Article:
MachineX: Two parts of Association Rule Learning

In our previous blog, MachineX: Layman guide to Association Rule Learning, we discussed what Association rule learning is all about. And as you can already tell, with a large dataset, which almost every market has, finding association rules isn’t very easy. For these, purposes, we introduced measures of interestingness, which were support, confidence and lift. Support tells us how frequent an itemset is in a given dataset and confidence tells us about the reliability of that rule. Due to large datasets, it is computationally very expensive to find both support and confidence for it.

An initial step towards improving the performance of association rule mining algorithms is to decouple the support and confidence requirements. Let’s look at it more closely.

Suppose a dataset exists such as the one below –

Screenshot from 2018-04-19 09-54-40.png

For the itemset {Beer, Diapers, Milk}, following rules exist –

Screenshot from 2018-04-19 10-04-04

Support for all the above rules is identical since the rules involve items from the same itemset. Now, without any optimization, our next step would have been to calculate their confidence values. But, supposing this itemset to be infrequent, that is with a low support value, rules generated by this itemset cannot be of any interest to us. So, we don’t need to calculate the confidence to tell that we do not require these rules. So, just on the basis of its support, we can immediately prune all the rules generated by it. This, way we can achieve some degree of optimization.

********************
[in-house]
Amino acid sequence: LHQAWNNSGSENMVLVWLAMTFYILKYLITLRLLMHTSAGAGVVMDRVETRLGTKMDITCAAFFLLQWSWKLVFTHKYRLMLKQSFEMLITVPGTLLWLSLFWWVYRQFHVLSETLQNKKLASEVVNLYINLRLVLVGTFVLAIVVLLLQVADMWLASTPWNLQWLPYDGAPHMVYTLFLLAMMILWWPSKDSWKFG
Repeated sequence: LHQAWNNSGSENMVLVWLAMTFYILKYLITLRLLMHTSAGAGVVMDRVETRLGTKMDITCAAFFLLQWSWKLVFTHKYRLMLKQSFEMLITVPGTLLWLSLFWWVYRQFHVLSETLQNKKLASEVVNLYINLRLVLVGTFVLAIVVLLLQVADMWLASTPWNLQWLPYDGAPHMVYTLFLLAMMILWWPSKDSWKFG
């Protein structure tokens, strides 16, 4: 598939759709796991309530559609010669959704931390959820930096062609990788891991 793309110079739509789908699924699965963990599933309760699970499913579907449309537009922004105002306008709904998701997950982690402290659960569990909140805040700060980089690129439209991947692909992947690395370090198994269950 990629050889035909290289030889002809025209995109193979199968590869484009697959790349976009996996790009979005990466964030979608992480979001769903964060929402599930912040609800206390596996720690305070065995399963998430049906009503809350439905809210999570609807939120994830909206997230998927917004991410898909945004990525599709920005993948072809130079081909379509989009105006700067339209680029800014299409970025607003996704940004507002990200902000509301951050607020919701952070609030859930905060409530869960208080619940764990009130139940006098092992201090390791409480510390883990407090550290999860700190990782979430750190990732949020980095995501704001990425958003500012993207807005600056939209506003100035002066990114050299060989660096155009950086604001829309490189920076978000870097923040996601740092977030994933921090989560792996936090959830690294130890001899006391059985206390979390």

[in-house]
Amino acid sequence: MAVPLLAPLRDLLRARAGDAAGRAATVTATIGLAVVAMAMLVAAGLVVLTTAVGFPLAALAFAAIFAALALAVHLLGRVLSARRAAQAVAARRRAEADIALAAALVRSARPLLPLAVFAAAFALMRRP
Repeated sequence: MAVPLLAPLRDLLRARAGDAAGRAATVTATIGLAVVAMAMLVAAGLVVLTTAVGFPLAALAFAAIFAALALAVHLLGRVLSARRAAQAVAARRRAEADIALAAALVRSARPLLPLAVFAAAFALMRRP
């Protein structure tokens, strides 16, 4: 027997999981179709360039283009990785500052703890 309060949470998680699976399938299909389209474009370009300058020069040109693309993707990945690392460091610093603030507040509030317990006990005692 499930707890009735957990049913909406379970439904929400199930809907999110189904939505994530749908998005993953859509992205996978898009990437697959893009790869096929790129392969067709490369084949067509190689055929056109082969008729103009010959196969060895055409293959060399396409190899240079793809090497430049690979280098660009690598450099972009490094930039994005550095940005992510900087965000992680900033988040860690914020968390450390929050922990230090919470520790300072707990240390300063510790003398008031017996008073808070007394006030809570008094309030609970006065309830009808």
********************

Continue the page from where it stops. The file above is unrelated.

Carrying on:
For these purposes, association rule learning is divided into two parts –

  • Frequent Itemset Generation
  • Rule Generation

Frequent Itemset Generation

In this step, all the itemsets with support higher than the minimum support threshold are selected. This step gives us all the frequent itemsets in the dataset.

Rule Generation

In this step, high-confidence rules are extracted from the frequent itemsets that were obtained from the previous step. These rules are known as strong rules.

The computational requirements for frequent itemset generation are generally more expensive than those of rule generation.

In our next blog, we will be discussing about the apriori algorithm for frequent itemset generation and why is it not used much and it’s alternative. So stay tuned!

References –



Written by 

Akshansh Jain is a Software Consultant having more than 1 year of experience. He is familiar with Java but also has knowledge of various other programming languages such as scala, HTML and C++. He is also familiar with different Web Technologies and Android programming. He is a passionate programmer and always eager to learn new technologies & apply them in respective projects.

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